Volume - 11 : Issue - 2

Published : April - June 2012

Group : Language


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by Dr.Baldev Matlani

The culture and civililization of beloved Sindh is millenniums old. The land of saints and darvishs, has been termed as 'Bagh-e-Eden' (Garden of Eden) in 'Torah'. When Greeks conquered Sindh in 325 B.C., they called it 'Musicas'; Rig Veda described it as 'Sindhu'; Hazrat Ali has named it a land of knowledge and said, “It is the land from where the sun of knowledge rises upon the world”.

Language is a must for human beings and society. No other being other than the human is graced with the ability to speak. Experts opine, that a person learns to speak from the very moment he takes birth. His first encounter with the outer world is the learning of a multitude of words which culminates in speaking, within a short span of time. It is nothing but sheer magic!

Language, being a social phenomenon enables society to record every hue and colour of culture. Language defines specific mannerisms and the likes and dislikes of its speakers. Combination of thoughts and actions bring cultural unity. These characteristics differentiate a speaker of one language from another at the cultural level. Common language inspires a sense of oneness and national consciousness. Therefore, if a culture is regarded as a reflection of its society, then language can be easily termed as the light of that society. The study of the culture of Sindh is not limited to architecture, calligraphy, weaving of Ajraks, Sheets, Kashi and Wood-Engraving, but is completely dependent on Sindhi language. To propagate culture, Sindhi language is certainly a potent source. The study of Sindhi culture requires the study of Shah Latif, Sachal Saeen, Sami, Rohal, Bedil, Bekas and modern literature.

Broadly, languages are divided into three forms. First is the spoken form, by which a brother speaks and his sister understands; or when anyone conversant with it speaks the other comprehends. There are approximately 16,000 spoken languages throughout India, which are used by various groups to converse with each other. Second is the common language, which can be written along with conversation. The third and last is the literary form which can be spoken, written and which contains the treasure trove of its literature.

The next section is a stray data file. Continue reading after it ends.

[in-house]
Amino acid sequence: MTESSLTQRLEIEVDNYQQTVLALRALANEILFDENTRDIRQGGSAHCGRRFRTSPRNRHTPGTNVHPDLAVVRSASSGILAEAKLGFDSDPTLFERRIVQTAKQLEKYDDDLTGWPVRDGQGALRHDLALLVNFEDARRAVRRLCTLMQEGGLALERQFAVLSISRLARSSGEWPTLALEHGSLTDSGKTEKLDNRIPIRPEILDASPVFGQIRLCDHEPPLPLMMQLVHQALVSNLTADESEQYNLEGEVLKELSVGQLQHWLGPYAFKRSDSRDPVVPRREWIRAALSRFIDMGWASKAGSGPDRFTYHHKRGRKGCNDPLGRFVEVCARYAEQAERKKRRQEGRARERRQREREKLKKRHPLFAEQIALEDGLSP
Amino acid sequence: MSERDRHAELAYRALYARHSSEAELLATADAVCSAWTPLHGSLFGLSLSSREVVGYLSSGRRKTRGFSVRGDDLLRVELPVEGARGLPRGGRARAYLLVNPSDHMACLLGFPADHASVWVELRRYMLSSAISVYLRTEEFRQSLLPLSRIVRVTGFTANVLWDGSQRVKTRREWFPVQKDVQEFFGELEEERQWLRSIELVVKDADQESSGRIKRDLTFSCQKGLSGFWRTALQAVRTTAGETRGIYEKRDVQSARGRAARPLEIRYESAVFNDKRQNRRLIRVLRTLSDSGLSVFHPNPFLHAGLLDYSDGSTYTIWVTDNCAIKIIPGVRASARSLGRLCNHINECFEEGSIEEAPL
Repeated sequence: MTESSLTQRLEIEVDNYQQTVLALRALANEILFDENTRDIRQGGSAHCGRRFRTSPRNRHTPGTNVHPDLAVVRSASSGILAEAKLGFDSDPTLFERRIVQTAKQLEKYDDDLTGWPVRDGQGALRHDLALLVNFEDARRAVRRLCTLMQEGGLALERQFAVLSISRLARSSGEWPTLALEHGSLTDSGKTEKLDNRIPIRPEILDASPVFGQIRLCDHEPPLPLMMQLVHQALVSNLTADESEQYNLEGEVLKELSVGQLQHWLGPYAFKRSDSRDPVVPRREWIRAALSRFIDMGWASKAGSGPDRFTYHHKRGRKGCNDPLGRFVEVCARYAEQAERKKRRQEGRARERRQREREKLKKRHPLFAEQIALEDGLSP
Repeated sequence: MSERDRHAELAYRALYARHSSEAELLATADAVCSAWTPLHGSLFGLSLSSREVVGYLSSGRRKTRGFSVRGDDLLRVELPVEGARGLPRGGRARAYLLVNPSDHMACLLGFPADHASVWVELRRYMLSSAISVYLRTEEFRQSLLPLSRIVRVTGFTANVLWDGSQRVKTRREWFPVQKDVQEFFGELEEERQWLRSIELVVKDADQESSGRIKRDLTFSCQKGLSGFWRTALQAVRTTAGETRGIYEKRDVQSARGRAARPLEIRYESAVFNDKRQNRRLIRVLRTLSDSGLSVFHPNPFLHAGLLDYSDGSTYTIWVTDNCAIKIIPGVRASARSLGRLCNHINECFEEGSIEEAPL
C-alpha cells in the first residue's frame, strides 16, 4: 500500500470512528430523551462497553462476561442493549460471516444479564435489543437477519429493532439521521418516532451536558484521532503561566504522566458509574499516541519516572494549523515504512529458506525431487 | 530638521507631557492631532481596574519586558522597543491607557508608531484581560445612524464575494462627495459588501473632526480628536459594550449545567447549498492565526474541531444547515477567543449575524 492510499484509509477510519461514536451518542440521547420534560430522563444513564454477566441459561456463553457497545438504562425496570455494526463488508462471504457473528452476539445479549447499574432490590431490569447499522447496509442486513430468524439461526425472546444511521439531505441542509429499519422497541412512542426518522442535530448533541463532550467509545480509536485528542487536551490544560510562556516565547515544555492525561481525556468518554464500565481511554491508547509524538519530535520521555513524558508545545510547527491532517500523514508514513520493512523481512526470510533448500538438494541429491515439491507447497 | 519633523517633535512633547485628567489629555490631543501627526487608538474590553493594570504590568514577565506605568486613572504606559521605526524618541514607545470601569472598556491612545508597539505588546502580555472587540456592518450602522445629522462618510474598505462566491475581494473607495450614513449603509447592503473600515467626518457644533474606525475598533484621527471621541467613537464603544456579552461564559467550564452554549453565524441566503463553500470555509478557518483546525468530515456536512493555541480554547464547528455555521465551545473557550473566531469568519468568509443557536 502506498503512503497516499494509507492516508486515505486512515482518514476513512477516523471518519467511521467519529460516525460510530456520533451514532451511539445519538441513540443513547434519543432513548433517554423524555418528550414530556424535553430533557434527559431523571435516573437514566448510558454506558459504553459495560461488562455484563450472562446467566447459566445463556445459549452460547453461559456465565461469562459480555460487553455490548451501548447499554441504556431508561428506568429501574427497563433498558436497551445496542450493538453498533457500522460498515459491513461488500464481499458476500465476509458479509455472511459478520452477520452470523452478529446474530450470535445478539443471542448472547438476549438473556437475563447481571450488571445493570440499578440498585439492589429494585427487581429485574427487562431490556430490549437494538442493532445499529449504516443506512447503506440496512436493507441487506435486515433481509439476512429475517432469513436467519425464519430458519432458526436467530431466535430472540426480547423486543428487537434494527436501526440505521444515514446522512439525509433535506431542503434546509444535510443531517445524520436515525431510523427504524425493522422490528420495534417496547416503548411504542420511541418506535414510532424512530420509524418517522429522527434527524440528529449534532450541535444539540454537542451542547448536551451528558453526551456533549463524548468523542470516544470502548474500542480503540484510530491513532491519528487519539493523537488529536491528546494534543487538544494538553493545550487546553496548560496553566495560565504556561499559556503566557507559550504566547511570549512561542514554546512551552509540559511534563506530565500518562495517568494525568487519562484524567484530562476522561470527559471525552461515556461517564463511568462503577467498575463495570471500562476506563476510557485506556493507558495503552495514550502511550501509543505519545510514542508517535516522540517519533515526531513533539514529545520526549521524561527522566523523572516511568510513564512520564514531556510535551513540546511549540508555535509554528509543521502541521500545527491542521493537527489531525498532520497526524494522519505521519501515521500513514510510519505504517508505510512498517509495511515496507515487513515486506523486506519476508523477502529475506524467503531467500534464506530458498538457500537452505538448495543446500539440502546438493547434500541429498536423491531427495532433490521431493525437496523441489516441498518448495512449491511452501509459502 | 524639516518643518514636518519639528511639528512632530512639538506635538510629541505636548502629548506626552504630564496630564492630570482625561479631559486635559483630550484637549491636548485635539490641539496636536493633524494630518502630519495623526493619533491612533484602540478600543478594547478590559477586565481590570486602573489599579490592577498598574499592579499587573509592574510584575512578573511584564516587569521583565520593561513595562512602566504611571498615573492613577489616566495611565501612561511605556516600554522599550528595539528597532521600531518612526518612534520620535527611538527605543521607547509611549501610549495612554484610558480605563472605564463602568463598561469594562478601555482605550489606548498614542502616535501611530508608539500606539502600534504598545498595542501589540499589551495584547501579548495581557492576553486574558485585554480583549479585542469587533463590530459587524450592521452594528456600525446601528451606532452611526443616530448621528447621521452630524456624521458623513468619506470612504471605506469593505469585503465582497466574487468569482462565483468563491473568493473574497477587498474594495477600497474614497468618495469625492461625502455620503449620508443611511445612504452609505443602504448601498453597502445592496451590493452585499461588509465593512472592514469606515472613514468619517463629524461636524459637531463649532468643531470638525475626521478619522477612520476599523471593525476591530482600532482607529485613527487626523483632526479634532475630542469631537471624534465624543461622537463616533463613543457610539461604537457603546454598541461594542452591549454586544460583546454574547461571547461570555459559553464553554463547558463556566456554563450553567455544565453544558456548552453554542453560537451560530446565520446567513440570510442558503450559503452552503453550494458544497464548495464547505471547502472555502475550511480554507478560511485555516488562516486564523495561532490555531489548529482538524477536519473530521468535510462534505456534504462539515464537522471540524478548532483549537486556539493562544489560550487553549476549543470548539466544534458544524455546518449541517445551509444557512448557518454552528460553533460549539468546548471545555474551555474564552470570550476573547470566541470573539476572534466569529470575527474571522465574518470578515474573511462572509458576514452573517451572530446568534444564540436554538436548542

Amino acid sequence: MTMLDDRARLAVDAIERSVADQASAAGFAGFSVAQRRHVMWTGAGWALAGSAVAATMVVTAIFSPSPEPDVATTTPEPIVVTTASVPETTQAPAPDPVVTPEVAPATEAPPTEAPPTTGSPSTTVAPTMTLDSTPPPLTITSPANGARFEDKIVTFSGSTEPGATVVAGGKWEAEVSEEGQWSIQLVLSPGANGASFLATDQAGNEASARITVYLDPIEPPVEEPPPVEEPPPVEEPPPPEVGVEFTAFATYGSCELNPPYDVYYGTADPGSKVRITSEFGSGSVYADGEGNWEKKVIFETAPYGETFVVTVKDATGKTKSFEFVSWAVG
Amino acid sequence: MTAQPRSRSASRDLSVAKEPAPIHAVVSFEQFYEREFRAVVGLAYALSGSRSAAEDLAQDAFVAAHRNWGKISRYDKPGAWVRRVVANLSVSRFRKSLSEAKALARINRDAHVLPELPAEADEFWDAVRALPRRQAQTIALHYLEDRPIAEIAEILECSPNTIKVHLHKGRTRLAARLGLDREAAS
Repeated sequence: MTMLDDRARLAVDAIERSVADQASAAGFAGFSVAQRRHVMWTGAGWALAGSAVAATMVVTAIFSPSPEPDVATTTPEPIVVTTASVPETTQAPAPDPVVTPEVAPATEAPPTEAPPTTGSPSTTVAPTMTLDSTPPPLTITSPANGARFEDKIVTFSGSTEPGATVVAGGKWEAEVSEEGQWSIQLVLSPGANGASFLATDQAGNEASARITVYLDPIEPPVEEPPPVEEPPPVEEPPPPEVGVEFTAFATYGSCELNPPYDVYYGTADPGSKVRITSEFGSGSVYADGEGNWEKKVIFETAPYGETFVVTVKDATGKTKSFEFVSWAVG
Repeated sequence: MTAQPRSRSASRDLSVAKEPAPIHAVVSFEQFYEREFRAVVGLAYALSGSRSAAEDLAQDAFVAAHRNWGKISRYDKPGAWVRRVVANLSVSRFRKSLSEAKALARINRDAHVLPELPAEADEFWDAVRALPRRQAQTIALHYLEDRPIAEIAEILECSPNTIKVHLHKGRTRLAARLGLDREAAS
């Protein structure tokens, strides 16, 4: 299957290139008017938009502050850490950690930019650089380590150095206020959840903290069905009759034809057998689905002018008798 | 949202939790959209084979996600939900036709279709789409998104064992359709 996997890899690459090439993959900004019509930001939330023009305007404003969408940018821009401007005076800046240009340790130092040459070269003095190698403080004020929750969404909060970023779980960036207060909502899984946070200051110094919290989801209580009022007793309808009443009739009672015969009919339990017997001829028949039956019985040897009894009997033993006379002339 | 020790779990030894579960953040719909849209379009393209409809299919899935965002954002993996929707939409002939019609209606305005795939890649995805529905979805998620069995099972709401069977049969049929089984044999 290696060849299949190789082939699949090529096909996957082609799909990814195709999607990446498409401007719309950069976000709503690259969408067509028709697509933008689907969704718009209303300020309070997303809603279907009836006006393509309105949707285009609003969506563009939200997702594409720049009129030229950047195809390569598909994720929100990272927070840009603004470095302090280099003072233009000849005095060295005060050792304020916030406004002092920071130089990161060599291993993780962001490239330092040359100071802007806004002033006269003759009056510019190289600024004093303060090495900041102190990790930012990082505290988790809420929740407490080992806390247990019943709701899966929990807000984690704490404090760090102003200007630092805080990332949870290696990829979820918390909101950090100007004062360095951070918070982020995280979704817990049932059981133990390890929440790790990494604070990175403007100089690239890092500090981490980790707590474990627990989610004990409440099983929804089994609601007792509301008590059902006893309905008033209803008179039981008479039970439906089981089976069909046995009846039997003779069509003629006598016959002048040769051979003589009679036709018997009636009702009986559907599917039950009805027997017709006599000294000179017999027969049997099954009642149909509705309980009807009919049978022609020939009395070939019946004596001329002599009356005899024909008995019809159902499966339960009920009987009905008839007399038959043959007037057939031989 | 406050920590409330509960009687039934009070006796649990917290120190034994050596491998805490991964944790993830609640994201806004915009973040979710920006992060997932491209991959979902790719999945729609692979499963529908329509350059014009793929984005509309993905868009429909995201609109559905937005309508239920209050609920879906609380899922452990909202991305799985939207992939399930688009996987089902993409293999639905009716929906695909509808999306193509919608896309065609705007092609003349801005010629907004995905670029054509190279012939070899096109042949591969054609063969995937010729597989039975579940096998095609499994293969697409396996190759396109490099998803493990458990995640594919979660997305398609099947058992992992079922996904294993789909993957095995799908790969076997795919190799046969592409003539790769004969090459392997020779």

With the grace of God, our mother-tongue falls in this last group of highly evolved languages, which has occupied a place of pride not only in Sindh and India, but is widely studied at various libraries throughout the world. Let alone the well known British libraries and American Centres, I have seen for myself various books on Sindh and Sindhi language available with even non-descript libraries of Los Angeles, California. For many centuries, Sindhis have been rich, not only financially but even in various forms of education and literature. Some 2500 years back, when Iran annexed Sindh, Sindhis used to visit Persia and deliver lectures in Persian language to the Iranians. Presently, a Sindhi Dr. Surraiya Makhdoom teaches English to the British in Birmingham, UK!

Normally, a person can learn a language at his home or at some community centre, which is termed as 'Non-Formal Education'. But the process of formal education began with the efforts of the British government of Sindh. The British conquered Sindh, in 1843, and its government issued a circular in 1851 A.D., making it mandatory for English bureaucracy to take formal education in Sindhi language. Capt. George Stack and Dr. Earnest Trumpp did their bit and prepared various grammars for Sindhi language. Dr. Ellis, the then Educational Commissioner of Sindh with the help of Sindhi scholars prepared a 52 letter Persio-Arabic alphabet of Sindhi, in order to create a common and uniform Sindhi script.